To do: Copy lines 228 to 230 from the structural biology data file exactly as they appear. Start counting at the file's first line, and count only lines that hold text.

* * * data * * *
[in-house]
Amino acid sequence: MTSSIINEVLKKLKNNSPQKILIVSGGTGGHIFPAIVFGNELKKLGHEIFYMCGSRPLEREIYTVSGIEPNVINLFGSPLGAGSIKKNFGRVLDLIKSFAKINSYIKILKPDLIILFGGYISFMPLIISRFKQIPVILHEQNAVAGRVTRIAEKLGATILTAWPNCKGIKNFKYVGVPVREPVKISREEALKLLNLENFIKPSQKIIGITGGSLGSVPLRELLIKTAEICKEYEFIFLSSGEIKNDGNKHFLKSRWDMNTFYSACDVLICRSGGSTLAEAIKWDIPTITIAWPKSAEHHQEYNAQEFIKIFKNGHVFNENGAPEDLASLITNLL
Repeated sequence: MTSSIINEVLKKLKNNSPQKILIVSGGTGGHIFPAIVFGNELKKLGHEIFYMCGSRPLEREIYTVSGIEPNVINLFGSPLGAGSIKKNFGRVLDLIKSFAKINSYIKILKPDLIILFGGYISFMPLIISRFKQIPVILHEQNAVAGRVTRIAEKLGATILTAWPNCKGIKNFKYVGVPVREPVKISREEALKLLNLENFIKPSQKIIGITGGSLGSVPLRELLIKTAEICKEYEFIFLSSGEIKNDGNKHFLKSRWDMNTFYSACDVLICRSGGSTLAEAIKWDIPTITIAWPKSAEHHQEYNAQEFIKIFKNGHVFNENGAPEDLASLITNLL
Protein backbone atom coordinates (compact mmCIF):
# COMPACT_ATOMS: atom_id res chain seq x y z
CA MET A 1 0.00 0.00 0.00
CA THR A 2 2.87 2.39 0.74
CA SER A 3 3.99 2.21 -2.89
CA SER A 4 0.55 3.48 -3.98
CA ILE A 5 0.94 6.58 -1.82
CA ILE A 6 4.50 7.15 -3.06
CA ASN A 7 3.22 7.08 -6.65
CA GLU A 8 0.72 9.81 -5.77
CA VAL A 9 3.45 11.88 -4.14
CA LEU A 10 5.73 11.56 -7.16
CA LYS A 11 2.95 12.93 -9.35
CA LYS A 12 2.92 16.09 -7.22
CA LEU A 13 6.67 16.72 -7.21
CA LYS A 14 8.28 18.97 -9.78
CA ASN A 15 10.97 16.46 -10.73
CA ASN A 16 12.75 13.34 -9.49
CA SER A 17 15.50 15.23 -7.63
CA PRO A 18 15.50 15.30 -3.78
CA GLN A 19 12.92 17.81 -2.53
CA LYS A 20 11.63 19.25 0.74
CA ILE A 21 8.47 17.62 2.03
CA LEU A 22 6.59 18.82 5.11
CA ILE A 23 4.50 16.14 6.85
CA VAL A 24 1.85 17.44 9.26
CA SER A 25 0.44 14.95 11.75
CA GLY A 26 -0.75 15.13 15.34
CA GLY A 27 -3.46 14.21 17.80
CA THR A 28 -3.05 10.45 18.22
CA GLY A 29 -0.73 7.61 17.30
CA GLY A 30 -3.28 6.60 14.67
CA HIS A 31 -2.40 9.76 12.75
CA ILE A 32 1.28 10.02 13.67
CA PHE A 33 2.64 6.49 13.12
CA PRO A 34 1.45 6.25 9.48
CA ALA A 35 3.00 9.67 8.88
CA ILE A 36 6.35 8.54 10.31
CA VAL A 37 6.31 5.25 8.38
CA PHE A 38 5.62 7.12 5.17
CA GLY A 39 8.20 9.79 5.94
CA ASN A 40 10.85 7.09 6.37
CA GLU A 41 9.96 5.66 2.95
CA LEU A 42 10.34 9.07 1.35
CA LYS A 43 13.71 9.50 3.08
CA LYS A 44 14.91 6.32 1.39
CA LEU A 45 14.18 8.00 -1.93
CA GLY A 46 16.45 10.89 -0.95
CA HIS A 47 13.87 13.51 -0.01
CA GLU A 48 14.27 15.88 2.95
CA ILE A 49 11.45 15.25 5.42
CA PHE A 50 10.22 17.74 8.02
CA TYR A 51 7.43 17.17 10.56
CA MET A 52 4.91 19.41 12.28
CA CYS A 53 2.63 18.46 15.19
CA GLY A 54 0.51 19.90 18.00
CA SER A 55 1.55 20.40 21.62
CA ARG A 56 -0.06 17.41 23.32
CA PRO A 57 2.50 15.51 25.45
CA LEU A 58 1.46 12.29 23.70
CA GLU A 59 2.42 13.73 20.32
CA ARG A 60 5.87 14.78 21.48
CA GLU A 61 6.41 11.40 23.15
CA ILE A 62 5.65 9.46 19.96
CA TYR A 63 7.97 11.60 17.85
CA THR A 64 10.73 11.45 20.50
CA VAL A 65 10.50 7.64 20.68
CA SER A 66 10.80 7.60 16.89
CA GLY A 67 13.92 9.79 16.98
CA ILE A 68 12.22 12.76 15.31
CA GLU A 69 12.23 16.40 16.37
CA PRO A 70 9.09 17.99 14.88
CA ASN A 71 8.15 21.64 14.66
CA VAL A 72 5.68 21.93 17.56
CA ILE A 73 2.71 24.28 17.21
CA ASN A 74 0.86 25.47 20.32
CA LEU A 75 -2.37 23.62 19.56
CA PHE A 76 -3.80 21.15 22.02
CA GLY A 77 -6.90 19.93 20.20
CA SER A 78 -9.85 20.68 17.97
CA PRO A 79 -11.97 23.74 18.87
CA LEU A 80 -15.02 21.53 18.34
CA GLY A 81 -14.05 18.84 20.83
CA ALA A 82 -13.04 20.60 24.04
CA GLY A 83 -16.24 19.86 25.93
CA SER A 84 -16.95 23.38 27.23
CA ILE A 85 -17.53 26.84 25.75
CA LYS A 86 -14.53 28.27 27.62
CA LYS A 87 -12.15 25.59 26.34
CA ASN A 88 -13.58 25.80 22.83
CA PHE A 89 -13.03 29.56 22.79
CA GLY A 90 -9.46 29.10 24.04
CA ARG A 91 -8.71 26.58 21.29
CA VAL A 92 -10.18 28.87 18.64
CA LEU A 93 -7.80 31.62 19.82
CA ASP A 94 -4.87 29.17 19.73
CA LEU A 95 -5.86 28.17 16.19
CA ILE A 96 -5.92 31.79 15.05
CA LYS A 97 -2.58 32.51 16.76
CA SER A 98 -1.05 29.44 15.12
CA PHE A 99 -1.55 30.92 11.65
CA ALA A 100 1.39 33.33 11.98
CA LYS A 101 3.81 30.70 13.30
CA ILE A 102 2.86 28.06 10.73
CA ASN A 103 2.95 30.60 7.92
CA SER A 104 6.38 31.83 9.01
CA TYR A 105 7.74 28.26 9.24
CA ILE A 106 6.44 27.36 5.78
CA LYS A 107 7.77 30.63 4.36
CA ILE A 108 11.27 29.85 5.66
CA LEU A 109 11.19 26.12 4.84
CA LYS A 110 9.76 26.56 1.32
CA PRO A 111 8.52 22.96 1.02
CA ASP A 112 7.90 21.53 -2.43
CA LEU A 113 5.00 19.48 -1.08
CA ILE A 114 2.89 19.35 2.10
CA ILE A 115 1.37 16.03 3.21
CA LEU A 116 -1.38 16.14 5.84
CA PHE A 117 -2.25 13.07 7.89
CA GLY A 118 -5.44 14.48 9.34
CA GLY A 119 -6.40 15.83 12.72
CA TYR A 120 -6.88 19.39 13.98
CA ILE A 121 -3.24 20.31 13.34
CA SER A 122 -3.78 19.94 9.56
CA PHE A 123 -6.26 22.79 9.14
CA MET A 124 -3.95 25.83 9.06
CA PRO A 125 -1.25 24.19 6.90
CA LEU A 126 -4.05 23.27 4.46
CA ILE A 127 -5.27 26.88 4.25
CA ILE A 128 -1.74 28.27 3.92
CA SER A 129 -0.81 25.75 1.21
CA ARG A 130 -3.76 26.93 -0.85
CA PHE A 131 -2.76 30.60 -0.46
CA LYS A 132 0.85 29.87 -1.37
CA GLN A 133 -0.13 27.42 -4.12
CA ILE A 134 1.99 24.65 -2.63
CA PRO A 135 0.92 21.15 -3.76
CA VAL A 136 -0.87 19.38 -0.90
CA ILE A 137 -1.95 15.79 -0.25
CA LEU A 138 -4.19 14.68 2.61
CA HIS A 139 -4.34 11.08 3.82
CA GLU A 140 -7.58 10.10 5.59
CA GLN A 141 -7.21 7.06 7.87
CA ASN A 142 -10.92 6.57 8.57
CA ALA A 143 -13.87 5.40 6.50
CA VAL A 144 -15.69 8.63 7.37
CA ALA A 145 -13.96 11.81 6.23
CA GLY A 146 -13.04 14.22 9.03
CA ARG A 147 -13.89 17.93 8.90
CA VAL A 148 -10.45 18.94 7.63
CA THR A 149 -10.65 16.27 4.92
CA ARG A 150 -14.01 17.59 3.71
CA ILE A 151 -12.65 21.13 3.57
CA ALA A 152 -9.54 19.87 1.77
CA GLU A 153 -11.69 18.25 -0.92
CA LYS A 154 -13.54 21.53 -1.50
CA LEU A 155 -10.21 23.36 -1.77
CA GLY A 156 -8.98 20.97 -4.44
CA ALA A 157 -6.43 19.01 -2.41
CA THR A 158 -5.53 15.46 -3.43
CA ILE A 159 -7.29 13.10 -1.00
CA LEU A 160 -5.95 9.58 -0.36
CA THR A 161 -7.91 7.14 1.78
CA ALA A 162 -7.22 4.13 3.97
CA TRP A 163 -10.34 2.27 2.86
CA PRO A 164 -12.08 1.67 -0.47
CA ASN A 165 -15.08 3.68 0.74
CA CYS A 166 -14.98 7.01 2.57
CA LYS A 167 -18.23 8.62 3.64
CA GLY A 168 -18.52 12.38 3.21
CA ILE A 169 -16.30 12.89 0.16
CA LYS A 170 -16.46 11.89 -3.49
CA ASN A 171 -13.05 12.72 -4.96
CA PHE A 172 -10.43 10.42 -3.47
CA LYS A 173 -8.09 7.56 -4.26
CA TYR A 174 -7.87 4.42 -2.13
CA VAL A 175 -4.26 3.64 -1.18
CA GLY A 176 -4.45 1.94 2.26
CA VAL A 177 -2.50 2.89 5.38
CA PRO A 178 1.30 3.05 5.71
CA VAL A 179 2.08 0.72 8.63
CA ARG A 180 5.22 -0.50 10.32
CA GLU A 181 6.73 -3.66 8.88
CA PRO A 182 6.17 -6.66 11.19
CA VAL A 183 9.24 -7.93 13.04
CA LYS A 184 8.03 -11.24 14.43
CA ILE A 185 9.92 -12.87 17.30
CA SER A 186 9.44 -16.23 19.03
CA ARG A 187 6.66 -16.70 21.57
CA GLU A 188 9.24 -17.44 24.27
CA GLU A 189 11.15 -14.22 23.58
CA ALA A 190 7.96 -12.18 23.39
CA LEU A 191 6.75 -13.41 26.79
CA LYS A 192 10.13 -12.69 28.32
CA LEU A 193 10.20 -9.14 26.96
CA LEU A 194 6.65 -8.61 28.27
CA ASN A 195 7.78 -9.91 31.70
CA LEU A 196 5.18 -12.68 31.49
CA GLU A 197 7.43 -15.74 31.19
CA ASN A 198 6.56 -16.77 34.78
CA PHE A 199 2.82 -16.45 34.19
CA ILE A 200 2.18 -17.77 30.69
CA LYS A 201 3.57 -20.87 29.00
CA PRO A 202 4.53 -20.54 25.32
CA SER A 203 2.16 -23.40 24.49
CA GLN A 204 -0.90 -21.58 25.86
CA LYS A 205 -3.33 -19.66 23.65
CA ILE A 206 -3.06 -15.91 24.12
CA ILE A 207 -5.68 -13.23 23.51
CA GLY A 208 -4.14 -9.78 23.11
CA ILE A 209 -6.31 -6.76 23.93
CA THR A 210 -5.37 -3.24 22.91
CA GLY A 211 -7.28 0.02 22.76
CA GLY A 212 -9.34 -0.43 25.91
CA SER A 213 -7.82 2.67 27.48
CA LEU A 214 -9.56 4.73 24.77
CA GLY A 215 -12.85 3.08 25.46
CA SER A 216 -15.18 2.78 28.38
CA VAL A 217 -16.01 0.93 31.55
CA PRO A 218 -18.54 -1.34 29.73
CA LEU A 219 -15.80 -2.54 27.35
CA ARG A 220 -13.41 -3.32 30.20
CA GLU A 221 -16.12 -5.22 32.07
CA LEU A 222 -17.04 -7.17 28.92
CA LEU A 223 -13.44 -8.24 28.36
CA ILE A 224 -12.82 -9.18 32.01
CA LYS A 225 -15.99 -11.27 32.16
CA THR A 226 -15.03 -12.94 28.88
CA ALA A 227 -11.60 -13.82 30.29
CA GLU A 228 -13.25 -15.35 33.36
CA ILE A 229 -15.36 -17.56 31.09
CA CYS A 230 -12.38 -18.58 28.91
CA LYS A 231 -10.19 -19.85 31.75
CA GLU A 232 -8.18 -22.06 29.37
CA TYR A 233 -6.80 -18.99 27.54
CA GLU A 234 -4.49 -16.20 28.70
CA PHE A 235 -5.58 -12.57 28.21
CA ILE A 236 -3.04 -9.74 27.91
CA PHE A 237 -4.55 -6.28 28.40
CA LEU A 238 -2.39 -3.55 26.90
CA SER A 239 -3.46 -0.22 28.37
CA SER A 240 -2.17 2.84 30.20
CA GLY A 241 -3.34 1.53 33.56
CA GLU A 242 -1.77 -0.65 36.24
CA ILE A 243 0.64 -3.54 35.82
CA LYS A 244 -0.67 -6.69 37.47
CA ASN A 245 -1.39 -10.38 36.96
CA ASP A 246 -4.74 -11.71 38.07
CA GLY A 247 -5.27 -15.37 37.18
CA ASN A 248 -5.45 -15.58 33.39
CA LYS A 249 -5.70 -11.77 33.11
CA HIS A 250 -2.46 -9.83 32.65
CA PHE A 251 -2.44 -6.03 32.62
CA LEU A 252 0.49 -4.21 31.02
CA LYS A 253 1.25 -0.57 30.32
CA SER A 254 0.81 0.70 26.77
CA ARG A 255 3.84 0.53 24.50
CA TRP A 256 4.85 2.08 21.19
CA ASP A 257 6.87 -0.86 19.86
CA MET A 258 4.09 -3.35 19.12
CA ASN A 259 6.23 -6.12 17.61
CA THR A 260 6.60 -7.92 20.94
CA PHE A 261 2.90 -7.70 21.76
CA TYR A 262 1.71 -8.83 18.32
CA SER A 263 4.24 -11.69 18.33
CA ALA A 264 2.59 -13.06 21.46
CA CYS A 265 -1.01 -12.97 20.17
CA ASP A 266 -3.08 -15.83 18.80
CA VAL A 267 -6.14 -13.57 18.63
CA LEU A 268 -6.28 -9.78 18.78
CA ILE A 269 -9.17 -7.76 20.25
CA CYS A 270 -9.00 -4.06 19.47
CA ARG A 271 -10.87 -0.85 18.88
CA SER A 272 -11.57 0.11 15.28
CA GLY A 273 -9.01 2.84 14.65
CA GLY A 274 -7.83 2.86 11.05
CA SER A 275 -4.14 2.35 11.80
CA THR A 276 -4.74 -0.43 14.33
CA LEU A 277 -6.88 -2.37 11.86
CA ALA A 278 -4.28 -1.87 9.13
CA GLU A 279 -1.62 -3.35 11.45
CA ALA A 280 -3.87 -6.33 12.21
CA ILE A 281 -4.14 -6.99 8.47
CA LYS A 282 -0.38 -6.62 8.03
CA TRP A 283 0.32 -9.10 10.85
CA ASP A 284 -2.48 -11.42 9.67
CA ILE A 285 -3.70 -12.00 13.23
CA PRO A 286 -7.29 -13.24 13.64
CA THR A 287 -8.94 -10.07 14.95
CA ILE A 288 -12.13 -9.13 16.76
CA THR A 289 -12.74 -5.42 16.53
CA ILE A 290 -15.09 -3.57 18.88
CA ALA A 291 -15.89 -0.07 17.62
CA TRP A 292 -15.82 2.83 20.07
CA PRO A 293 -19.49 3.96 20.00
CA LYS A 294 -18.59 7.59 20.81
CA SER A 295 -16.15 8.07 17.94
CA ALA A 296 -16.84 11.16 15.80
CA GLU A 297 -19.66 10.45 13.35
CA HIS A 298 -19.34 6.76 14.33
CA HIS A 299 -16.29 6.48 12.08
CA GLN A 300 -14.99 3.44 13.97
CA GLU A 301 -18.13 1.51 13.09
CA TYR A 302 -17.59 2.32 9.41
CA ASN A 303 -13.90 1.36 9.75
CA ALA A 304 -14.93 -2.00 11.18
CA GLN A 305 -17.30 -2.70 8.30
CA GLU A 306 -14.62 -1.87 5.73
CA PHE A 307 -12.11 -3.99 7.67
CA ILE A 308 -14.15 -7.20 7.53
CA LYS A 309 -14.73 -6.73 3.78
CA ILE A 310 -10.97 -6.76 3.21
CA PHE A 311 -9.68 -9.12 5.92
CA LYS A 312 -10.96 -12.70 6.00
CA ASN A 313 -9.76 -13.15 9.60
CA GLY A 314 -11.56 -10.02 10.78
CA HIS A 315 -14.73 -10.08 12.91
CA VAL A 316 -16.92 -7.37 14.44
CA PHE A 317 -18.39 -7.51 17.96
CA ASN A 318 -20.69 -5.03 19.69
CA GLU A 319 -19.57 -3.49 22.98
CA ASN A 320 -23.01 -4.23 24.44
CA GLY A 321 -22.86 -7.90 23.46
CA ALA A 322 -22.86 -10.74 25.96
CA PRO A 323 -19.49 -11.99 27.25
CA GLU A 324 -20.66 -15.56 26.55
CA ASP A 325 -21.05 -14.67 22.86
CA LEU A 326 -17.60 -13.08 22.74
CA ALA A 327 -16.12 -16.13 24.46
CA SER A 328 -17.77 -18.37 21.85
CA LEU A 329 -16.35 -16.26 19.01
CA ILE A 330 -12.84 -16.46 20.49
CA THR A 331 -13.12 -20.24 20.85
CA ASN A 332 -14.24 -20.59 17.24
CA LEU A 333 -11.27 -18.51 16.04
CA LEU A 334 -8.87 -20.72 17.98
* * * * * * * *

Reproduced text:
CA LEU A 223 -13.44 -8.24 28.36
CA ILE A 224 -12.82 -9.18 32.01
CA LYS A 225 -15.99 -11.27 32.16